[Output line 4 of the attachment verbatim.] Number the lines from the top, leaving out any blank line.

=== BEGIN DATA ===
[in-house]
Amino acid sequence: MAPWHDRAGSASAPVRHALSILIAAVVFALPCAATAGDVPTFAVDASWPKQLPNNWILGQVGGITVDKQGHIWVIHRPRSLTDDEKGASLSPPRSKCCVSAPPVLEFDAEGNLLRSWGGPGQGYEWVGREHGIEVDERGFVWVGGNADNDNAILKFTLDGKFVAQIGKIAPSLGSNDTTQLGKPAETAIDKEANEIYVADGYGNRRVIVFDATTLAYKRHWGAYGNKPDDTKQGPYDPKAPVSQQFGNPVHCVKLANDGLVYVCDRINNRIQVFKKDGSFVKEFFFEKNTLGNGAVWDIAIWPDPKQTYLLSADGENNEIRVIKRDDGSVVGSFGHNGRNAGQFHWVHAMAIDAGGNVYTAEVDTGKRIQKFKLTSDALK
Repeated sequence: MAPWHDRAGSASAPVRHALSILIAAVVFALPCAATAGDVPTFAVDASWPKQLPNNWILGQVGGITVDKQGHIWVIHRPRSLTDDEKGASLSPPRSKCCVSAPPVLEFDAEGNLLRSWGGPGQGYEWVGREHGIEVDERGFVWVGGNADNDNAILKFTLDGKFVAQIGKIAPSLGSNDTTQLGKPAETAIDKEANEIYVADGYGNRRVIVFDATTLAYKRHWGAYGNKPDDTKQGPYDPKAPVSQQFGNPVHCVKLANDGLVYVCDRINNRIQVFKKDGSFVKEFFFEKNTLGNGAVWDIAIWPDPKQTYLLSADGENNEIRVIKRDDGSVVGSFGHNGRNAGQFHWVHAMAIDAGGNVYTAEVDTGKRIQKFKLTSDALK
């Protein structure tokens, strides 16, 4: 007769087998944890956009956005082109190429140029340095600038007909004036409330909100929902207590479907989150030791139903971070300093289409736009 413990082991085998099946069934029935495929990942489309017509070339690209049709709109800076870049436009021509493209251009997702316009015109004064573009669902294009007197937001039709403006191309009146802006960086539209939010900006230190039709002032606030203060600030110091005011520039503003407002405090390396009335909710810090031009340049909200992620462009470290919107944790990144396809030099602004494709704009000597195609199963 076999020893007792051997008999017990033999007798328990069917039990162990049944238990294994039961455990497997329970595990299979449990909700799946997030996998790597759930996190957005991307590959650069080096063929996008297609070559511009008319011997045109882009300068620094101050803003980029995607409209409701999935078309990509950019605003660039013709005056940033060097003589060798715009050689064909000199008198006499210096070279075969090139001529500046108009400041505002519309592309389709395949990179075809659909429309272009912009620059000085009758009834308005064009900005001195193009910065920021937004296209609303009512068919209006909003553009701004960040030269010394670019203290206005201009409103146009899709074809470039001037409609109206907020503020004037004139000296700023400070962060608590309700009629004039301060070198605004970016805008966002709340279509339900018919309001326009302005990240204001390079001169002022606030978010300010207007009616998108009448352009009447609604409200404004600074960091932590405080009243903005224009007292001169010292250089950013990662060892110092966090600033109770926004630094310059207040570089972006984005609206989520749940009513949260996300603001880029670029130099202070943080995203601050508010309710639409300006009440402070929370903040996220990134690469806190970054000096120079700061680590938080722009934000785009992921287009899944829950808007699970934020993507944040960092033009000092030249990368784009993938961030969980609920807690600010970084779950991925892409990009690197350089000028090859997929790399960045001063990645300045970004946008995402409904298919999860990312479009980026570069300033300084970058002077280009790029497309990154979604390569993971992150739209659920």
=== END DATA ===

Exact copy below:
């Protein structure tokens, strides 16, 4: 007769087998944890956009956005082109190429140029340095600038007909004036409330909100929902207590479907989150030791139903971070300093289409736009 413990082991085998099946069934029935495929990942489309017509070339690209049709709109800076870049436009021509493209251009997702316009015109004064573009669902294009007197937001039709403006191309009146802006960086539209939010900006230190039709002032606030203060600030110091005011520039503003407002405090390396009335909710810090031009340049909200992620462009470290919107944790990144396809030099602004494709704009000597195609199963 076999020893007792051997008999017990033999007798328990069917039990162990049944238990294994039961455990497997329970595990299979449990909700799946997030996998790597759930996190957005991307590959650069080096063929996008297609070559511009008319011997045109882009300068620094101050803003980029995607409209409701999935078309990509950019605003660039013709005056940033060097003589060798715009050689064909000199008198006499210096070279075969090139001529500046108009400041505002519309592309389709395949990179075809659909429309272009912009620059000085009758009834308005064009900005001195193009910065920021937004296209609303009512068919209006909003553009701004960040030269010394670019203290206005201009409103146009899709074809470039001037409609109206907020503020004037004139000296700023400070962060608590309700009629004039301060070198605004970016805008966002709340279509339900018919309001326009302005990240204001390079001169002022606030978010300010207007009616998108009448352009009447609604409200404004600074960091932590405080009243903005224009007292001169010292250089950013990662060892110092966090600033109770926004630094310059207040570089972006984005609206989520749940009513949260996300603001880029670029130099202070943080995203601050508010309710639409300006009440402070929370903040996220990134690469806190970054000096120079700061680590938080722009934000785009992921287009899944829950808007699970934020993507944040960092033009000092030249990368784009993938961030969980609920807690600010970084779950991925892409990009690197350089000028090859997929790399960045001063990645300045970004946008995402409904298919999860990312479009980026570069300033300084970058002077280009790029497309990154979604390569993971992150739209659920």